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- Fetal Lung Maturity (FLM)
Results of this test are for investigational purposes only. The performance characteristics of this assay have been determined by LabCorp. Results should not be used as a diagnostic procedure without confirmation of the diagnosis by another medically established diagnostic product or procedure.
• Immature lung: <8 x 103/μL
• Transitional lung: 8−32 x 103/μL
• Mature lung: >32 x 103/μL
Respiratory distress syndrome (RDS) is a serious condition with significant mortality that affects 10.5% of infants born at 34 weeks and 0.3% of infants born at 38 weeks of gestation.1 It is caused by insufficient production of pulmonary surfactant by immature fetal lungs. Recent advancements in maternal and neonatal care have helped decrease mortality from RDS in the United States from 12% in 1979 to 0.2% in 2003.2 Laboratory testing for fetal lung maturity (FLM) includes surfactant:albumin ratio by fluorescent polarization (FPOL), lamellar body counts (LBC), phosphatidylglycerol (PG), and lecithin:sphingomyelin ratio (L:S ratio) assays.2 The current "gold standard" is the evaluation of phospholipids (L:S ratio and PG) in amniotic fluid; however, these tests are difficult to perform and time-consuming.2,3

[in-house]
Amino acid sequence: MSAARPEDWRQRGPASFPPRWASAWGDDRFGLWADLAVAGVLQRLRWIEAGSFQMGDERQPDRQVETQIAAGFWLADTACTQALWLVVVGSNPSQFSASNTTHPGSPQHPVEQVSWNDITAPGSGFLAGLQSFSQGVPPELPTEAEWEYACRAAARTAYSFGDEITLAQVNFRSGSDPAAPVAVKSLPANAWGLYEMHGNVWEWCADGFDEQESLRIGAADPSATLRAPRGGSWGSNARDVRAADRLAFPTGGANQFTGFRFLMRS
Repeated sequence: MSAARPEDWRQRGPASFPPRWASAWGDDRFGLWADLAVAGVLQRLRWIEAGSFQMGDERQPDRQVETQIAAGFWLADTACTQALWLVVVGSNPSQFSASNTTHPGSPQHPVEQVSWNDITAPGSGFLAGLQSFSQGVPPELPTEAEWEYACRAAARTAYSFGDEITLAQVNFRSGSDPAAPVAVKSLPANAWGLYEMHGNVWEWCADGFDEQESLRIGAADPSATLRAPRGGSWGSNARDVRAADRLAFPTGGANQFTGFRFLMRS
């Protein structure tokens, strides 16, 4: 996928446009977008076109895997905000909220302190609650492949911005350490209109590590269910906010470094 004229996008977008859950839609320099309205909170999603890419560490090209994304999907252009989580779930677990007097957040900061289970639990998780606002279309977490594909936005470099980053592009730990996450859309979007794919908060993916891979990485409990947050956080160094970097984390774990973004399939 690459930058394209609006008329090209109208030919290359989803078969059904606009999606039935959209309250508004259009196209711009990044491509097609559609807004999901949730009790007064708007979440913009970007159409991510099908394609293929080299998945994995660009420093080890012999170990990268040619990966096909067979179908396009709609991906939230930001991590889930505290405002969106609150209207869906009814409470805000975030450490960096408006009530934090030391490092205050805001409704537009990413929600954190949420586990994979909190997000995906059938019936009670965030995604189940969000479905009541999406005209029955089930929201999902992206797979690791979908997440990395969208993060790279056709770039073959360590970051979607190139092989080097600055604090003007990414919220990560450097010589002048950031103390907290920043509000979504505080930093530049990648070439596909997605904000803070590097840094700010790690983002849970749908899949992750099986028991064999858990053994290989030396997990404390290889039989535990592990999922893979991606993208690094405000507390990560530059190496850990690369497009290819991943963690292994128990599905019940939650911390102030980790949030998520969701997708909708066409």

Most laboratories use the FPOL assay, which has a high predictive value for maturity, as the first-line rapid screening test. If results are immature or transitional, the sequential testing approach is recommended until a mature result is obtained or all test options are exhausted.4,5 The sole manufacturer of the FPOL test (Abbott Laboratories) has discontinued production of its TDx FLM ll™ assay. Consequently, LabCorp has discontinued FPOL testing. The lamellar body counts test is reported to have similar clinical performance as the FPOL assay with superb analytical characteristics.4,6
Lamellar bodies are composed from a surfactant packaged into intracellular storage granules. Fetal breathing movements in utero release lamellar bodies into amniotic fluid at 28 to 32 weeks of gestation, and their concentration increases exponentially as gestation continues.2 Thus, LBC measurement assists estimation of FLM during weeks 32 to 36 of gestation. By week 37 of gestation, the risk of RDS is so low that the laboratory assessment of FLM is rarely indicated.2 Due to the similar size of lamellar bodies and platelets, automated hematology analyzers can quantify LBC in amniotic fluid.2
Studies report that clinical performance of LBC in noncentrifuged amniotic fluid demonstrates sensitivity in the range of 92% to 100%, specificity in the range of 37% to 98%, positive predictive value (for immaturity) in the range of 24% to 77%, and negative predictive value (for maturity in the range of 98% to 100%.2 Very high maturity predictive value makes the LBC assay a test of choice for a rapid FLM screening.4-6 It is also important to note that different laboratories are using different analyzers, and clinical decision limits may vary depending on the platelet counting method in use.3,5
Amniotic fluid is obtained by needle aspiration into the amniotic sac (amniocentesis). Do not centrifuge. Do not freeze. Do not vortex.
Causes for Rejection
|Order Code||Order Code Name||Order Loinc||Result Code||Result Code Name||UofM||Result LOINC|
|005038||Lamellar Body Counts (LBC)||005039||Color, Amniotic||38386-9|
|005038||Lamellar Body Counts (LBC)||005040||Appearance, Amniotic||1887-9|
|005038||Lamellar Body Counts (LBC)||005042||LBC, Amniotic||x10E3/uL||19114-8|